A story of abduction, pain and resilience…
On June 4, 2002, Smart and her family attended an end-of-year awards ceremony at her school, where the 14-year-old won several awards for academics and fitness. Early the next morning, about an hour after midnight, Smart was awakened, in the bedroom she shared with her younger sister Mary Katherine, by the sound of footsteps and the feeling of cold metal against her cheek. A man whispered, “I have a knife to your neck. Don’t make a sound. Get out of bed and come with me, or I will kill you and your family.” The kidnapper, a man by the name of Brian David Mitchell, led Smart out of the house and marched her for hours through the forest to a camp where his wife, Wanda Barzee, was waiting.
Mitchell and Barzee held Smart captive for the next nine months as they moved between California and Utah. Mitchell raped Smart daily , and frequently kept her tethered to a tree. He forced her to consume vast quantities of alcohol and drugs and often did not feed her for days, bringing his captive to the brink of starvation. All the while, Mitchell attempted to indoctrinate Smart in his bizarre religious beliefs and convince her that he was a prophet.
After several months, Smart’s sister, who only pretended to be asleep when Elizabeth was kidnaped, came to believe that the kidnapper resembled a man who had once worked on their home as a handyman—a person who called himself Immanuel. Police discovered that Immanuel was a man named Brian David Mitchell, and in February 2003, the popular crime detective show America’s Most Wanted aired his photograph in an episode. On March 12, 2003, a passerby recognized Mitchell walking with Smart, who was veiled and wearing a wig and sunglasses. Authorities arrested Mitchell and his wife and returned Smart to her family that evening.
“Your past shapes you, but doesn’t define you”
When she found herself back into the arms of her loving family, Elizabeth had no plans to speak publicly about what happened to her. In fact, she didn’t want to talk about it at all, to anyone, but sometimes she had to — investigators and attorneys constantly interviewed her.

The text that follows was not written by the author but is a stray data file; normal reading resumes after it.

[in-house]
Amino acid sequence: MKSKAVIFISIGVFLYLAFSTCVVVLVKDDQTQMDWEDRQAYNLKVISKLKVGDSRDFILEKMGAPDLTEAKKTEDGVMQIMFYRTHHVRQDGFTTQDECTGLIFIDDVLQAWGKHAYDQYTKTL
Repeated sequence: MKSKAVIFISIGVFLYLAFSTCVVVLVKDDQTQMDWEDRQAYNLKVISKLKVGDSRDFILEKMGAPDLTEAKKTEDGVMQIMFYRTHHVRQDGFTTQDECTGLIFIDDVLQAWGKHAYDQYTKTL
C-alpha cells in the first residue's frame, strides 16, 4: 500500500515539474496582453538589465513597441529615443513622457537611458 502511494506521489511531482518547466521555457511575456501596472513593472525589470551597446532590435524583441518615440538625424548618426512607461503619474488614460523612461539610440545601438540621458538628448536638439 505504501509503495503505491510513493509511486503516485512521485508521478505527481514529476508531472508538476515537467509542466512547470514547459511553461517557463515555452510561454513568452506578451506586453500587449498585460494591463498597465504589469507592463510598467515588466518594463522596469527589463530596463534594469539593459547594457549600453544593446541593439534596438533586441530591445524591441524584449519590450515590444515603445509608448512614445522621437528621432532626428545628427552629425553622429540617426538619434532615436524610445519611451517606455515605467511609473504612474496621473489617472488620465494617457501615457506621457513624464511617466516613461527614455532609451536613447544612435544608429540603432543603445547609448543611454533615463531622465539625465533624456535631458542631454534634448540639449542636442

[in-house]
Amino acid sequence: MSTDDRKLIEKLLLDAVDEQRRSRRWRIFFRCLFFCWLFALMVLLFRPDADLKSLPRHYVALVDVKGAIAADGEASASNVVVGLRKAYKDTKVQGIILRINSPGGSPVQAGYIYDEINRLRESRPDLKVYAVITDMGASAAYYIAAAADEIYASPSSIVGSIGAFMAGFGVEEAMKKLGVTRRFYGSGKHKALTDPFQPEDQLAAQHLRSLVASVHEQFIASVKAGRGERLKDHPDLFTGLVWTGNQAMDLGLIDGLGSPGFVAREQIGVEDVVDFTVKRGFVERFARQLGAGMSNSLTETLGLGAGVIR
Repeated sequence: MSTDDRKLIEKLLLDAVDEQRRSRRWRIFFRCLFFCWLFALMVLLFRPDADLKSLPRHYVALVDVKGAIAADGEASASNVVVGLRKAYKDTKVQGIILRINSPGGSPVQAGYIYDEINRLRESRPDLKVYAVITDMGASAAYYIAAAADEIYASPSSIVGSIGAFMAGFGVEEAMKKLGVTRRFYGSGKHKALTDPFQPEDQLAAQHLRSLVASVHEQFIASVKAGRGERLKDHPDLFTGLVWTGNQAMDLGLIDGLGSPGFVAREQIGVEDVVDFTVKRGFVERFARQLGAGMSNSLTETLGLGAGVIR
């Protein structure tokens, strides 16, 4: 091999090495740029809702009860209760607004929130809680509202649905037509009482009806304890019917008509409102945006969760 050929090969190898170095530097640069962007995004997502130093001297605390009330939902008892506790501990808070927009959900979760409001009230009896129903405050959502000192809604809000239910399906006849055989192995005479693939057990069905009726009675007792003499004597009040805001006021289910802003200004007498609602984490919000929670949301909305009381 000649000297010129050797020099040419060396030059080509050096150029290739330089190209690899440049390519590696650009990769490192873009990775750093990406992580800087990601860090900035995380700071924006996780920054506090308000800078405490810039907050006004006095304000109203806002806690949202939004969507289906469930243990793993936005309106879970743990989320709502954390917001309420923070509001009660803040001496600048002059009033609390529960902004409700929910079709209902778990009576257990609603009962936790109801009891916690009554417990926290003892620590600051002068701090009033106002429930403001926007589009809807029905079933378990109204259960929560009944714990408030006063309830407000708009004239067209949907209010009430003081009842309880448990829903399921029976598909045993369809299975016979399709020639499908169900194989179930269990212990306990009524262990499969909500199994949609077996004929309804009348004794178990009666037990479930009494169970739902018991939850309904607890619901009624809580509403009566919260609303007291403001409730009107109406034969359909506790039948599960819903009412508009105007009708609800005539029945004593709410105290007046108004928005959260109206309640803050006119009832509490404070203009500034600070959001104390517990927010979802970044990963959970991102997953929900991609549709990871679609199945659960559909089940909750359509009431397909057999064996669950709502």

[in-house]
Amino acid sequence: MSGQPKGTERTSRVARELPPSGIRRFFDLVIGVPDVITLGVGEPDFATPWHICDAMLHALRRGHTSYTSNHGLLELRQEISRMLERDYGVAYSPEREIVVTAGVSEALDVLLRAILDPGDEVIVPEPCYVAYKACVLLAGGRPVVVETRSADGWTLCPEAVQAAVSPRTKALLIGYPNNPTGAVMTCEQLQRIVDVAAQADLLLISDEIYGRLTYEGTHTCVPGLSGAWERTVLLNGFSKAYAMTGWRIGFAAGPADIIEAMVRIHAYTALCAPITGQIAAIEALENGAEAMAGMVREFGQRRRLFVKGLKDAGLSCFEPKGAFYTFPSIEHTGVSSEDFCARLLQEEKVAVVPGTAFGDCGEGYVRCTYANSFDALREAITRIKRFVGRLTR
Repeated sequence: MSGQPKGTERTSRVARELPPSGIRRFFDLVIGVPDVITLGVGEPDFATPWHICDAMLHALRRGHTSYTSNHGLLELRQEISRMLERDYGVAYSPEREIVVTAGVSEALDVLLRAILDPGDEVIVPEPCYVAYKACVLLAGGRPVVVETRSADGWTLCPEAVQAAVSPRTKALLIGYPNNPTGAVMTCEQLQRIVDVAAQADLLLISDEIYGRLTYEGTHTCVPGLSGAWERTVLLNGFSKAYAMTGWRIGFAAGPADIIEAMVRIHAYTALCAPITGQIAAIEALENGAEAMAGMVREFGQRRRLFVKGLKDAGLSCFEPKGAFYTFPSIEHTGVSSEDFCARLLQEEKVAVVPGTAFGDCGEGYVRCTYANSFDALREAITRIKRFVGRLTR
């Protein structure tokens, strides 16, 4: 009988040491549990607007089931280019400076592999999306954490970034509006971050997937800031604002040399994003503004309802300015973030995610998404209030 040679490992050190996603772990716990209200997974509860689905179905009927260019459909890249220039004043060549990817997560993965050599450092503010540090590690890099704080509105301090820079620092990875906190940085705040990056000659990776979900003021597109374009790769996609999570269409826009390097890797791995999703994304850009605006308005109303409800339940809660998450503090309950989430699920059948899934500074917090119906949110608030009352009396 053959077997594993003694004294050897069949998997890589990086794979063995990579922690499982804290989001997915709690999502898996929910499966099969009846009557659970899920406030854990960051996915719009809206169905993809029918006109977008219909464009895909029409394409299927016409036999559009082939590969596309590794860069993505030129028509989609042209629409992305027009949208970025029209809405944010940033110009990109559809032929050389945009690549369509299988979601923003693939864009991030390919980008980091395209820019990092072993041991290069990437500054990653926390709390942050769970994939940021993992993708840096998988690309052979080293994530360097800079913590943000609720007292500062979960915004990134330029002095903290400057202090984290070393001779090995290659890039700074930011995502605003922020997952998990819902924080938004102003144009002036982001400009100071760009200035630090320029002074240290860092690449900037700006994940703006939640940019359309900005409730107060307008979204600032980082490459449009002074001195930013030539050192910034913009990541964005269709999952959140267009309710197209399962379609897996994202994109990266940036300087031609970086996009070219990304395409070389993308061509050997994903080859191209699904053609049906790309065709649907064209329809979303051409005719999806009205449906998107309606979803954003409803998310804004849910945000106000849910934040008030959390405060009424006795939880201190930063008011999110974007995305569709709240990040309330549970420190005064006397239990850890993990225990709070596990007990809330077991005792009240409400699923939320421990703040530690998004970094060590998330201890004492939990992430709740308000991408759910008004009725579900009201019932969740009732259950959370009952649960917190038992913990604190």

So Elizabeth became her own hero. Despite everything that had happened to her, she somehow managed to return to a relatively normal life shortly after she was reunited her family. Moreover, she even hiked with them to the camp where she was taken by her kidnapper — the experience empowered her, it has made her feel triumphant. Elizabeth returned to school and resumed her favorite activities; her greatest passion was playing the harp. So after graduating, she enrolled at Brigham Young University to study music performance. But, years later, she made the decision to use her experience to change the lives of other victims as well. In this way, she started and worked with other foundations, and encouraged individuals to overcome similar situations.
“Some people will look at me and forever see the little 14-year-old girl who was kidnapped all those years ago, but when I look in the mirror, I see a wife, a mother, an advocate, a friend, a survivor” (qtd. In McClurg).
From the neighborhood in Salt Lake City to the whole country, Smart has grown to become an inspiration in the lives of countless people. Many would agree that a hero must possess many qualities, including determination, positivity, and encouragement. While it’s not always easy to persist through difficult situations, giving up is never an option for a person who is dedicated to changing the lives of others. Someone who creates hope and cares for the victims during the most dreadful experiences will have an impact on them forever. This is a true hero, a life saver.
In 2008, Elizabeth helped to author the United States Department of Justice handbook for kidnapping survivors — You Are Not Alone: The Journey from Abduction to Empowerment; and in 2011 she launched the Elizabeth Smart Foundation, which aims to empower children and provide resources and trauma support for victims and their families.
While helping others, she also allowed herself to be happy and become the woman she dreamed to be as a little girl — and also found a man who loves her with whom she built a beautiful family.
In October 2013, Elizabeth released a memoir entitled My Story, and continues to advocate for sexual abuse survivors and vulnerable people everywhere. She refuses to be defined by her past traumas or to allow others to label her. Instead, Elizabeth chooses to focus on moving forward into her free life, and helping others along the way.
If she can, you can as well! No matter how difficult your current situation is, we are here to help you on your journey! Click here to find out more about our programs!